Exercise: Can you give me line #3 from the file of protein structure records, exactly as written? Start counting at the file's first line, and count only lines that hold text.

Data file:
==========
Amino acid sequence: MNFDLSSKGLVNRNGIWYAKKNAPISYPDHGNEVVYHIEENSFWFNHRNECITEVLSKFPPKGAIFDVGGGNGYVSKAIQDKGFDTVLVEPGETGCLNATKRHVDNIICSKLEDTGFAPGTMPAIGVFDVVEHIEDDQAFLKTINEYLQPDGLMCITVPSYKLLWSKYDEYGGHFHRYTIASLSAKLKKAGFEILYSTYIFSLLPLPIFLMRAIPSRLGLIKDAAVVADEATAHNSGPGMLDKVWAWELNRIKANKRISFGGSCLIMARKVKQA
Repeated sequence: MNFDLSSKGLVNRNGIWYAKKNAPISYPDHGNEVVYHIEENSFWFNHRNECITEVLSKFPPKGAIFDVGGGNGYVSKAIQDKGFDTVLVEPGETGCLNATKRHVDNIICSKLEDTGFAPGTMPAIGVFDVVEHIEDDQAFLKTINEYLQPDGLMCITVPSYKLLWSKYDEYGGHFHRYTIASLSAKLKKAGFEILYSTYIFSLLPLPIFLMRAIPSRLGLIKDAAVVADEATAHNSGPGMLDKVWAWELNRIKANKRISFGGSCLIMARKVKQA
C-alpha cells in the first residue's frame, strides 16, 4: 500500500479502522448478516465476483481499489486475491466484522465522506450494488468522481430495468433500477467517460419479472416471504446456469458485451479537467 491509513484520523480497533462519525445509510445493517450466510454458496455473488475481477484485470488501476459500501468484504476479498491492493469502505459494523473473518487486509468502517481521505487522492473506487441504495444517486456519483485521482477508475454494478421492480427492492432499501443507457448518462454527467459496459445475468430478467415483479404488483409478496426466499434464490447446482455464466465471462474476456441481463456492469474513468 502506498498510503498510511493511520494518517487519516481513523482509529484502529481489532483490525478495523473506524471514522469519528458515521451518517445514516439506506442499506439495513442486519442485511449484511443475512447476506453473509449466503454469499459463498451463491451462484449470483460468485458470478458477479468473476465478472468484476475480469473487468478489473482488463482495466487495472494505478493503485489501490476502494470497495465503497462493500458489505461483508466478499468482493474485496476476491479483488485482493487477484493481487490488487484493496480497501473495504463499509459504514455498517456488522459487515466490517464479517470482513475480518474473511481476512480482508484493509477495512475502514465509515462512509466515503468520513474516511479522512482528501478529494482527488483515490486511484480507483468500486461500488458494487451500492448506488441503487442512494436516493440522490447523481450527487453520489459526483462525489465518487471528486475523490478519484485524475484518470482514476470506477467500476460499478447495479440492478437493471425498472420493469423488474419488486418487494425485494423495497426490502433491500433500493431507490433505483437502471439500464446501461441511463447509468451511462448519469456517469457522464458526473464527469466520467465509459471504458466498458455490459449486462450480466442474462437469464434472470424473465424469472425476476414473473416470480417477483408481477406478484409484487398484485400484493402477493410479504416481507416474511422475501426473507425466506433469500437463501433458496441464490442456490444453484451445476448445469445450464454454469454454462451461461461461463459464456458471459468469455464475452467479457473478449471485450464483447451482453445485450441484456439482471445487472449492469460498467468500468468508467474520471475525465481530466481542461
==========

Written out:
C-alpha cells in the first residue's frame, strides 16, 4: 500500500479502522448478516465476483481499489486475491466484522465522506450494488468522481430495468433500477467517460419479472416471504446456469458485451479537467 491509513484520523480497533462519525445509510445493517450466510454458496455473488475481477484485470488501476459500501468484504476479498491492493469502505459494523473473518487486509468502517481521505487522492473506487441504495444517486456519483485521482477508475454494478421492480427492492432499501443507457448518462454527467459496459445475468430478467415483479404488483409478496426466499434464490447446482455464466465471462474476456441481463456492469474513468 502506498498510503498510511493511520494518517487519516481513523482509529484502529481489532483490525478495523473506524471514522469519528458515521451518517445514516439506506442499506439495513442486519442485511449484511443475512447476506453473509449466503454469499459463498451463491451462484449470483460468485458470478458477479468473476465478472468484476475480469473487468478489473482488463482495466487495472494505478493503485489501490476502494470497495465503497462493500458489505461483508466478499468482493474485496476476491479483488485482493487477484493481487490488487484493496480497501473495504463499509459504514455498517456488522459487515466490517464479517470482513475480518474473511481476512480482508484493509477495512475502514465509515462512509466515503468520513474516511479522512482528501478529494482527488483515490486511484480507483468500486461500488458494487451500492448506488441503487442512494436516493440522490447523481450527487453520489459526483462525489465518487471528486475523490478519484485524475484518470482514476470506477467500476460499478447495479440492478437493471425498472420493469423488474419488486418487494425485494423495497426490502433491500433500493431507490433505483437502471439500464446501461441511463447509468451511462448519469456517469457522464458526473464527469466520467465509459471504458466498458455490459449486462450480466442474462437469464434472470424473465424469472425476476414473473416470480417477483408481477406478484409484487398484485400484493402477493410479504416481507416474511422475501426473507425466506433469500437463501433458496441464490442456490444453484451445476448445469445450464454454469454454462451461461461461463459464456458471459468469455464475452467479457473478449471485450464483447451482453445485450441484456439482471445487472449492469460498467468500468468508467474520471475525465481530466481542461